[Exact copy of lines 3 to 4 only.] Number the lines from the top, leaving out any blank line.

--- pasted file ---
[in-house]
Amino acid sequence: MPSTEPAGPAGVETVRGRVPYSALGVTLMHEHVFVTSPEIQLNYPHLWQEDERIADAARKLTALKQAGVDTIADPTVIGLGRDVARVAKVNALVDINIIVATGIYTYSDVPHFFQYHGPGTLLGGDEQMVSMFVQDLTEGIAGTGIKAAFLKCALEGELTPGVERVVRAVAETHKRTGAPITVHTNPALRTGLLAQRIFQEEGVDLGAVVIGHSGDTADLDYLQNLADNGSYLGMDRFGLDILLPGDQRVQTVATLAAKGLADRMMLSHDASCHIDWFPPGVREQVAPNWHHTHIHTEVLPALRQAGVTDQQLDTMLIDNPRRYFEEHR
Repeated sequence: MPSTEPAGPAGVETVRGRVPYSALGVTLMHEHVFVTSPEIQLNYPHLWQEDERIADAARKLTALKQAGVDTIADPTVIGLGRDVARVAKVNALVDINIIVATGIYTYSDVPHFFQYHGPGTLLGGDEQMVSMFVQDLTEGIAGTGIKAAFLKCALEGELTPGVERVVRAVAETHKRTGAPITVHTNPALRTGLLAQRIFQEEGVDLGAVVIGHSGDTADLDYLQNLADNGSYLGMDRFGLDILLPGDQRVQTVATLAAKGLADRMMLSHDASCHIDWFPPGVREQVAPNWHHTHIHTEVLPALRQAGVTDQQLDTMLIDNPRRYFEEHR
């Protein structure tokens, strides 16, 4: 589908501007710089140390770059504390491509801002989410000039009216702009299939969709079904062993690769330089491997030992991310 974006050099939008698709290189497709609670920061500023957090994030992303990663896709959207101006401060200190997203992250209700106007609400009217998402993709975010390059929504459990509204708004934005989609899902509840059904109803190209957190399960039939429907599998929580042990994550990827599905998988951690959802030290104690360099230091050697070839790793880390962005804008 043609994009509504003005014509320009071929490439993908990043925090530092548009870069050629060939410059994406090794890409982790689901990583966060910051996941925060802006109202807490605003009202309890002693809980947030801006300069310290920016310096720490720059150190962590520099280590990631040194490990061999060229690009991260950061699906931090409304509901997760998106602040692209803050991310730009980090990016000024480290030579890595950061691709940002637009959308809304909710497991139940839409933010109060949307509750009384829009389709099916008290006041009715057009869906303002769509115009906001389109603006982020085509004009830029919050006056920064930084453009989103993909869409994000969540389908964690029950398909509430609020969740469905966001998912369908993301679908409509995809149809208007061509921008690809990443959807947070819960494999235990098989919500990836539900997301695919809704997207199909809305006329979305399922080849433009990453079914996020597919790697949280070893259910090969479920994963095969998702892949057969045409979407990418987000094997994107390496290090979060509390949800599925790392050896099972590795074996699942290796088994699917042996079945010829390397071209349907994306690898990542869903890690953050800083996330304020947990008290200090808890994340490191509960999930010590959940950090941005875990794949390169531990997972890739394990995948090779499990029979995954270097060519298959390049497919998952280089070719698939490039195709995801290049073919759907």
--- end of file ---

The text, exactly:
Repeated sequence: MPSTEPAGPAGVETVRGRVPYSALGVTLMHEHVFVTSPEIQLNYPHLWQEDERIADAARKLTALKQAGVDTIADPTVIGLGRDVARVAKVNALVDINIIVATGIYTYSDVPHFFQYHGPGTLLGGDEQMVSMFVQDLTEGIAGTGIKAAFLKCALEGELTPGVERVVRAVAETHKRTGAPITVHTNPALRTGLLAQRIFQEEGVDLGAVVIGHSGDTADLDYLQNLADNGSYLGMDRFGLDILLPGDQRVQTVATLAAKGLADRMMLSHDASCHIDWFPPGVREQVAPNWHHTHIHTEVLPALRQAGVTDQQLDTMLIDNPRRYFEEHR
């Protein structure tokens, strides 16, 4: 589908501007710089140390770059504390491509801002989410000039009216702009299939969709079904062993690769330089491997030992991310 974006050099939008698709290189497709609670920061500023957090994030992303990663896709959207101006401060200190997203992250209700106007609400009217998402993709975010390059929504459990509204708004934005989609899902509840059904109803190209957190399960039939429907599998929580042990994550990827599905998988951690959802030290104690360099230091050697070839790793880390962005804008 043609994009509504003005014509320009071929490439993908990043925090530092548009870069050629060939410059994406090794890409982790689901990583966060910051996941925060802006109202807490605003009202309890002693809980947030801006300069310290920016310096720490720059150190962590520099280590990631040194490990061999060229690009991260950061699906931090409304509901997760998106602040692209803050991310730009980090990016000024480290030579890595950061691709940002637009959308809304909710497991139940839409933010109060949307509750009384829009389709099916008290006041009715057009869906303002769509115009906001389109603006982020085509004009830029919050006056920064930084453009989103993909869409994000969540389908964690029950398909509430609020969740469905966001998912369908993301679908409509995809149809208007061509921008690809990443959807947070819960494999235990098989919500990836539900997301695919809704997207199909809305006329979305399922080849433009990453079914996020597919790697949280070893259910090969479920994963095969998702892949057969045409979407990418987000094997994107390496290090979060509390949800599925790392050896099972590795074996699942290796088994699917042996079945010829390397071209349907994306690898990542869903890690953050800083996330304020947990008290200090808890994340490191509960999930010590959940950090941005875990794949390169531990997972890739394990995948090779499990029979995954270097060519298959390049497919998952280089070719698939490039195709995801290049073919759907």